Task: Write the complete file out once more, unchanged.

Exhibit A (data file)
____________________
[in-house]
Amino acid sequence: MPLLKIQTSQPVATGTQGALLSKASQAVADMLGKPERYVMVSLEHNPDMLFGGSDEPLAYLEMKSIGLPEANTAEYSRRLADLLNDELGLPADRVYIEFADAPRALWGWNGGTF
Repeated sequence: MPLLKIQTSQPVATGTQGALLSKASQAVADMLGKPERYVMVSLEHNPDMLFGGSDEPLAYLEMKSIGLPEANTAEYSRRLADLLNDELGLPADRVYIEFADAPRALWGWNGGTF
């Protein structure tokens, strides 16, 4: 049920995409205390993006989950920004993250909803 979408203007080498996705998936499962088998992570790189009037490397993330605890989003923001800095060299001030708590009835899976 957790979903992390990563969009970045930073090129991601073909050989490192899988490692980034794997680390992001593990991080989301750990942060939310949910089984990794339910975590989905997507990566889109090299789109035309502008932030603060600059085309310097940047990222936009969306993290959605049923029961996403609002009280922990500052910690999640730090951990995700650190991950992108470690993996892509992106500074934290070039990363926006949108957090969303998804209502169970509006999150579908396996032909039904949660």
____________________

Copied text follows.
[in-house]
Amino acid sequence: MPLLKIQTSQPVATGTQGALLSKASQAVADMLGKPERYVMVSLEHNPDMLFGGSDEPLAYLEMKSIGLPEANTAEYSRRLADLLNDELGLPADRVYIEFADAPRALWGWNGGTF
Repeated sequence: MPLLKIQTSQPVATGTQGALLSKASQAVADMLGKPERYVMVSLEHNPDMLFGGSDEPLAYLEMKSIGLPEANTAEYSRRLADLLNDELGLPADRVYIEFADAPRALWGWNGGTF
């Protein structure tokens, strides 16, 4: 049920995409205390993006989950920004993250909803 979408203007080498996705998936499962088998992570790189009037490397993330605890989003923001800095060299001030708590009835899976 957790979903992390990563969009970045930073090129991601073909050989490192899988490692980034794997680390992001593990991080989301750990942060939310949910089984990794339910975590989905997507990566889109090299789109035309502008932030603060600059085309310097940047990222936009969306993290959605049923029961996403609002009280922990500052910690999640730090951990995700650190991950992108470690993996892509992106500074934290070039990363926006949108957090969303998804209502169970509006999150579908396996032909039904949660």